A-League clubs drop the ball on youth development

FFA Technical Director Eric Abrams said he was shocked when he learnt that not all A-League clubs had a youth academy structure.

Abrams has been in Australia for almost 14 months and is responsible for coach education and elite player development.

The 57-year-old was youth coach at KRC Genk before developing the current golden generation of Vincent Kompany, Christian Benteke, Axel Witsel, Eden Hazard and Dries Mertens as Belgium's U15 – U17 coach.

“Coming out of a European football environment I was very disappointed we have an A-League competition and these A-league clubs have no youth structure,” Abrams said.

“We have to establish this. The state institute is still there, and we also have out NTC programs in the states.”

While not all A-league clubs have a youth structure there have been some positive steps recently. Sydney FC, Western Sydney Wanderers, Central Coast Mariners, Perth Glory and the Newcastle Jets are starting up academies.

Tony Vidmar the current coach of the U17 national youth team, the Joeys, believes a focus on youth will see a better production line of local players.

“When I was a young player we had local junior teams and selection was through the state team and eventually to the Australian Institute of Sport,” he said.

“If you didn’t follow that pathway there were NSL teams who had youth teams from U10 to U18. Currently that doesn’t exist with A League clubs but this is something all A League clubs should invest in as it is the future of all clubs.

“Putting money towards having the best coaches and best development programs will grow the quality of the A League and have a lot more quality Australian players playing.”

Les Scheinflug, Australia’s most successful national youth team coach said that not enough respect is given to young players

“I agree with Tony Vidmar one million per cent there,” Scheinflug said.

“The best players would go to the institute and stay there for 18 months to two years - but only for one year if the clubs grabbed them because they were full time and they became fitter, faster and more skilful.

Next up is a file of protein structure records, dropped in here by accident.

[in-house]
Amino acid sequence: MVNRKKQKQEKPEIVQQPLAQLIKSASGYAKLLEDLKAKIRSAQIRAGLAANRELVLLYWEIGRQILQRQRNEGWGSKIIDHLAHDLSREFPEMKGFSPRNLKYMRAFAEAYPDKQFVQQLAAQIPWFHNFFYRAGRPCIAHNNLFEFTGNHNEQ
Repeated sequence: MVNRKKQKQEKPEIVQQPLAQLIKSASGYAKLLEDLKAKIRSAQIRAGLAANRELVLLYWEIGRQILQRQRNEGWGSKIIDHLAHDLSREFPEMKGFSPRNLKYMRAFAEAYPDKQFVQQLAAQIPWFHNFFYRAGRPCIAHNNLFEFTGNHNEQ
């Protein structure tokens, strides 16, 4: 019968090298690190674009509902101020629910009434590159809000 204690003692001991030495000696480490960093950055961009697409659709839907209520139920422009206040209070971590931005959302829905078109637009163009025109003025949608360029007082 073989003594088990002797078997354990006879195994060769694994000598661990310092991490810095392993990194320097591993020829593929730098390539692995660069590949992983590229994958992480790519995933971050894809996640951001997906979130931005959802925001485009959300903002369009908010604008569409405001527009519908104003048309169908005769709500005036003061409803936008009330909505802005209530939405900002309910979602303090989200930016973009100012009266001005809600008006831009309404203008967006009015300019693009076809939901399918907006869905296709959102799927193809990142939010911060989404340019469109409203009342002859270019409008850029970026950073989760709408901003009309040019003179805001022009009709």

“When John O’Neill came into power he got rid of the youth competition for two years and now the youth competition is nothing either. You know why? They don’t play in front of anybody, no coaches are watching them and there is no atmosphere.

“It’s like one day you play in front of nobody and suddenly you go to a World Cup and you play in front of 110,000 people like we did (1991 Youth World Cup). Now how do you cope with that if you never experienced it before?”

Abrams said that players in the U14 to U17 age group in Belgium train in the morning and evening and at least 12-14 hours a week. He believes that for Australia to compete with the rest of the world it is imperative that Australian youngsters emulate that European training structure.

“If all the A-League clubs have established this kind of academy structure there is the opportunity,” he said.

“Because that is one thing I want to really stress is we have the ambition in 10 years to compete with the best in the world.  So there is no secret you have to practice, and you have to practice in the best environment with the better players.

“But if you have your academies that are well established with the quality of coaches that Tony Vidmar is referring to, and you have quality coaching in the Centre of Excellence School – and it’s more focused there on individual player development and not forming a team – then you have the opportunity to educate the better players.”

Con Stamocostas is an Australian football writer. Click here to see more of his work and check out the latest episode of his A-League Snobcast with co-host Rob Toddler.